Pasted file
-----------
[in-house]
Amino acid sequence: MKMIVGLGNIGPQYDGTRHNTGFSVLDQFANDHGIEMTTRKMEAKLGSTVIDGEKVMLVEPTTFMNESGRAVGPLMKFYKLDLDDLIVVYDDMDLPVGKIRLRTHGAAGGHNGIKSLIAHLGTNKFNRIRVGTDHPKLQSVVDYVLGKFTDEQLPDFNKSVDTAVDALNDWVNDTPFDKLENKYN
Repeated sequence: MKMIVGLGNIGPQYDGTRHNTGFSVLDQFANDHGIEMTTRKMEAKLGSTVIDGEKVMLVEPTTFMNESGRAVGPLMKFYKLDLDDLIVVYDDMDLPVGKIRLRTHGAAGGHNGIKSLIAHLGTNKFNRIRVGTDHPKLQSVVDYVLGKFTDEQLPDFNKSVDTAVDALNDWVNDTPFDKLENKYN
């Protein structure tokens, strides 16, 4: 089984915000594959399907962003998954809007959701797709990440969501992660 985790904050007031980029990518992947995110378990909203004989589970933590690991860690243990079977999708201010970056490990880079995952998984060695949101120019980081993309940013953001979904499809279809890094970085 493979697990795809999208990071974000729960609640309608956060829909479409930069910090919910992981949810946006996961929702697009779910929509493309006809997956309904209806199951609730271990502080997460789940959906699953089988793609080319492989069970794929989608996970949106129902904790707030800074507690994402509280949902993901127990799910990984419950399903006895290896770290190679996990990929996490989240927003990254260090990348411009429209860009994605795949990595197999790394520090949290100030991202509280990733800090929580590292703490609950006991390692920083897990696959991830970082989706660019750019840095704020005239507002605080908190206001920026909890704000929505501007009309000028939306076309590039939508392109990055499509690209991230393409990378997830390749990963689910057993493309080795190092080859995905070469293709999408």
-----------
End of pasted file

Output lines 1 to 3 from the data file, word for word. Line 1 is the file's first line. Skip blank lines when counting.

[in-house]
Amino acid sequence: MKMIVGLGNIGPQYDGTRHNTGFSVLDQFANDHGIEMTTRKMEAKLGSTVIDGEKVMLVEPTTFMNESGRAVGPLMKFYKLDLDDLIVVYDDMDLPVGKIRLRTHGAAGGHNGIKSLIAHLGTNKFNRIRVGTDHPKLQSVVDYVLGKFTDEQLPDFNKSVDTAVDALNDWVNDTPFDKLENKYN
Repeated sequence: MKMIVGLGNIGPQYDGTRHNTGFSVLDQFANDHGIEMTTRKMEAKLGSTVIDGEKVMLVEPTTFMNESGRAVGPLMKFYKLDLDDLIVVYDDMDLPVGKIRLRTHGAAGGHNGIKSLIAHLGTNKFNRIRVGTDHPKLQSVVDYVLGKFTDEQLPDFNKSVDTAVDALNDWVNDTPFDKLENKYN